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April Blood: Florence and the Plot Against the Medici [NOOK Book]

Overview

One of the world's leading historians of Renaissance Italy brings to life here the vibrant—and violent—society of fifteenth-century Florence. His disturbing narrative opens up an entire culture, revealing the dark side of Renaissance man and politician Lorenzo de' Medici.
On a Sunday in April 1478, assassins attacked Lorenzo and his brother as they attended Mass in the cathedral of Florence. Lorenzo scrambled to safety as Giuliano bled to death on the cathedral floor. April ...

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April Blood: Florence and the Plot Against the Medici

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Overview

One of the world's leading historians of Renaissance Italy brings to life here the vibrant—and violent—society of fifteenth-century Florence. His disturbing narrative opens up an entire culture, revealing the dark side of Renaissance man and politician Lorenzo de' Medici.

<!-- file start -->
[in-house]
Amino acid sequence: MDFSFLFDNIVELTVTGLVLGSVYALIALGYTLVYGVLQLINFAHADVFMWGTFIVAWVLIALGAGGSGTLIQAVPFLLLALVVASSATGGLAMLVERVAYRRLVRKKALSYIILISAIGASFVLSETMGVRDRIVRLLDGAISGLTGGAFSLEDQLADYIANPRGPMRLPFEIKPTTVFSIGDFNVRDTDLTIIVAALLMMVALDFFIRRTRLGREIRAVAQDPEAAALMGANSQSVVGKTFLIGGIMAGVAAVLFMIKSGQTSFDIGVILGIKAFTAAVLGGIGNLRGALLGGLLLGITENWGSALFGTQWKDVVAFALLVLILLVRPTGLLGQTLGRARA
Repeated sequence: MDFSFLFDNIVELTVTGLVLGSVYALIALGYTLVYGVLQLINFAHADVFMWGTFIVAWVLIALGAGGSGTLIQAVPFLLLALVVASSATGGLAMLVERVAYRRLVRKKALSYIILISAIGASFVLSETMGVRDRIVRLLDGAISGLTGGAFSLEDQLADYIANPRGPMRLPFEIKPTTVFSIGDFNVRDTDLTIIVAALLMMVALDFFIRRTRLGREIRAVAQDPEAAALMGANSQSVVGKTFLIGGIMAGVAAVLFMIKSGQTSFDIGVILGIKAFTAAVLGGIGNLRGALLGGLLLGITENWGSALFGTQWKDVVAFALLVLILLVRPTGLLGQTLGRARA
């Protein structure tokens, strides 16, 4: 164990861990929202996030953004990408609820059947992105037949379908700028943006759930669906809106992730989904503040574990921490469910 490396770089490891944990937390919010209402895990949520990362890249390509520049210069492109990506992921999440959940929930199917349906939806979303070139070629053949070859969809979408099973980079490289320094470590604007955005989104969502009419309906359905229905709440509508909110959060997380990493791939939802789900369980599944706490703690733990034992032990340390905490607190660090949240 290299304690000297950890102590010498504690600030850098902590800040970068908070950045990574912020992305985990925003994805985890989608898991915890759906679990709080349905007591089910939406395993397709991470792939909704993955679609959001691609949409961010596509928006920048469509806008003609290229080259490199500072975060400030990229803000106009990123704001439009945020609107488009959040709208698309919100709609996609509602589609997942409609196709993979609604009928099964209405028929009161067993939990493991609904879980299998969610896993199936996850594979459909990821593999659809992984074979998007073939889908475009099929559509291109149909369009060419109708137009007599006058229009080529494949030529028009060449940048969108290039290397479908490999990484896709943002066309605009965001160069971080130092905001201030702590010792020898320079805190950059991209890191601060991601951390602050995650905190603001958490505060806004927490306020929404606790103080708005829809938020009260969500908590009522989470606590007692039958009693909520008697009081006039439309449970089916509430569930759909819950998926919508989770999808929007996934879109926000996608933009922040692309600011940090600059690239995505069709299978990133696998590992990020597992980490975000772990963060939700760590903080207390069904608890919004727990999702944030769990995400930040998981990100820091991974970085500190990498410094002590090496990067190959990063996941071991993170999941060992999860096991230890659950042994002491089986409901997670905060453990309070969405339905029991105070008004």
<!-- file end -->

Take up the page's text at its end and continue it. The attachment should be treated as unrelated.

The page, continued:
On a Sunday in April 1478, assassins attacked Lorenzo and his brother as they attended Mass in the cathedral of Florence. Lorenzo scrambled to safety as Giuliano bled to death on the cathedral floor. April Blood moves outward in time and space from that murderous event, unfolding a story of tangled passions, ambition, treachery, and revenge. The conspiracy was led by one of the city's most noble clans, the Pazzi, financiers who feared and resented the Medici's swaggering new role as political bosses—but the web of intrigue spread through all of Italy. Bankers, mercenaries, the Duke of Urbino, the King of Naples, and Pope Sixtus IV entered secretly into the plot. Florence was plunged into a peninsular war, and Lorenzo was soon fighting for his own and his family's survival.
The failed assassination doomed the Pazzi. Medici revenge was swift and brutal—plotters were hanged or beheaded, innocents were hacked to pieces, and bodies were put out to dangle from the windows of the government palace. All remaining members of the larger Pazzi clan were forced to change their surname, and every public sign or symbol of the family was expunged or destroyed.